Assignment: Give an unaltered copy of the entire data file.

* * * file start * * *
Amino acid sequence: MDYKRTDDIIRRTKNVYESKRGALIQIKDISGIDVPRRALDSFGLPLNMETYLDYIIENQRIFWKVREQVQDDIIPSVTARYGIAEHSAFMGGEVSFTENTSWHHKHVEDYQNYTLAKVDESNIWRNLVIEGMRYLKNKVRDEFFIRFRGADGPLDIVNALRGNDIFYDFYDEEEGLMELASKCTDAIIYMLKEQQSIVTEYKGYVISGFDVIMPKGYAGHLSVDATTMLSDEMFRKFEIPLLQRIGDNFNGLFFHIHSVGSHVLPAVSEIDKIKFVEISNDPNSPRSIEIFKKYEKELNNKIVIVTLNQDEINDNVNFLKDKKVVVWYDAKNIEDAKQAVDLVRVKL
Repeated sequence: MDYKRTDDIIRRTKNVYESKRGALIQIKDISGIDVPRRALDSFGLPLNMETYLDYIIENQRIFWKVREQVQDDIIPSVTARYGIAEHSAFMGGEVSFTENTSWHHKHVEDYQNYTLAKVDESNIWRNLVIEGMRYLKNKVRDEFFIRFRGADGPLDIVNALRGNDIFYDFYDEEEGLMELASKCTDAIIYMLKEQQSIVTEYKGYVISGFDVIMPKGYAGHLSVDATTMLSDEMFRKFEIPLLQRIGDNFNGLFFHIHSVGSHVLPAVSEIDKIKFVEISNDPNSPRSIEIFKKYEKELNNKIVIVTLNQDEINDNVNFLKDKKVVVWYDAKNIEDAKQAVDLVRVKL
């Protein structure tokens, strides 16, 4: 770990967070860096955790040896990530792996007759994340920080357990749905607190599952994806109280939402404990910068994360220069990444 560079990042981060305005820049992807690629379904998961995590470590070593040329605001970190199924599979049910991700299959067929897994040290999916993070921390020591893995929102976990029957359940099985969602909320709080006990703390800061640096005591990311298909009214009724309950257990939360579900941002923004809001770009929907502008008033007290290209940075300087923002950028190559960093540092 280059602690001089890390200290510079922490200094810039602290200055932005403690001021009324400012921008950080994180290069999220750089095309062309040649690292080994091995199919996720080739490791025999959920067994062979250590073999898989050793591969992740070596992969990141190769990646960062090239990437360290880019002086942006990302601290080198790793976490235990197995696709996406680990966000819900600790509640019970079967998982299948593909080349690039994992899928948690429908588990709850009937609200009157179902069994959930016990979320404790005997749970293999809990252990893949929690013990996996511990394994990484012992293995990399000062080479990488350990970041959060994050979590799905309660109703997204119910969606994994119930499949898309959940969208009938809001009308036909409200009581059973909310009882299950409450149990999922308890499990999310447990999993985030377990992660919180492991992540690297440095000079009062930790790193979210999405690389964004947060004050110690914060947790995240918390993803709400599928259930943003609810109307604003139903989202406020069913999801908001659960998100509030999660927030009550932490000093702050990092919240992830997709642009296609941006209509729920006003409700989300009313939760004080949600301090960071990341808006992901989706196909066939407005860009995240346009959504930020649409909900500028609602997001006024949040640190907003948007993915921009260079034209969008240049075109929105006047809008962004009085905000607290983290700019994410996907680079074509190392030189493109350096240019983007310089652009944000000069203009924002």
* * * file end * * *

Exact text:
Amino acid sequence: MDYKRTDDIIRRTKNVYESKRGALIQIKDISGIDVPRRALDSFGLPLNMETYLDYIIENQRIFWKVREQVQDDIIPSVTARYGIAEHSAFMGGEVSFTENTSWHHKHVEDYQNYTLAKVDESNIWRNLVIEGMRYLKNKVRDEFFIRFRGADGPLDIVNALRGNDIFYDFYDEEEGLMELASKCTDAIIYMLKEQQSIVTEYKGYVISGFDVIMPKGYAGHLSVDATTMLSDEMFRKFEIPLLQRIGDNFNGLFFHIHSVGSHVLPAVSEIDKIKFVEISNDPNSPRSIEIFKKYEKELNNKIVIVTLNQDEINDNVNFLKDKKVVVWYDAKNIEDAKQAVDLVRVKL
Repeated sequence: MDYKRTDDIIRRTKNVYESKRGALIQIKDISGIDVPRRALDSFGLPLNMETYLDYIIENQRIFWKVREQVQDDIIPSVTARYGIAEHSAFMGGEVSFTENTSWHHKHVEDYQNYTLAKVDESNIWRNLVIEGMRYLKNKVRDEFFIRFRGADGPLDIVNALRGNDIFYDFYDEEEGLMELASKCTDAIIYMLKEQQSIVTEYKGYVISGFDVIMPKGYAGHLSVDATTMLSDEMFRKFEIPLLQRIGDNFNGLFFHIHSVGSHVLPAVSEIDKIKFVEISNDPNSPRSIEIFKKYEKELNNKIVIVTLNQDEINDNVNFLKDKKVVVWYDAKNIEDAKQAVDLVRVKL
């Protein structure tokens, strides 16, 4: 770990967070860096955790040896990530792996007759994340920080357990749905607190599952994806109280939402404990910068994360220069990444 560079990042981060305005820049992807690629379904998961995590470590070593040329605001970190199924599979049910991700299959067929897994040290999916993070921390020591893995929102976990029957359940099985969602909320709080006990703390800061640096005591990311298909009214009724309950257990939360579900941002923004809001770009929907502008008033007290290209940075300087923002950028190559960093540092 280059602690001089890390200290510079922490200094810039602290200055932005403690001021009324400012921008950080994180290069999220750089095309062309040649690292080994091995199919996720080739490791025999959920067994062979250590073999898989050793591969992740070596992969990141190769990646960062090239990437360290880019002086942006990302601290080198790793976490235990197995696709996406680990966000819900600790509640019970079967998982299948593909080349690039994992899928948690429908588990709850009937609200009157179902069994959930016990979320404790005997749970293999809990252990893949929690013990996996511990394994990484012992293995990399000062080479990488350990970041959060994050979590799905309660109703997204119910969606994994119930499949898309959940969208009938809001009308036909409200009581059973909310009882299950409450149990999922308890499990999310447990999993985030377990992660919180492991992540690297440095000079009062930790790193979210999405690389964004947060004050110690914060947790995240918390993803709400599928259930943003609810109307604003139903989202406020069913999801908001659960998100509030999660927030009550932490000093702050990092919240992830997709642009296609941006209509729920006003409700989300009313939760004080949600301090960071990341808006992901989706196909066939407005860009995240346009959504930020649409909900500028609602997001006024949040640190907003948007993915921009260079034209969008240049075109929105006047809008962004009085905000607290983290700019994410996907680079074509190392030189493109350096240019983007310089652009944000000069203009924002």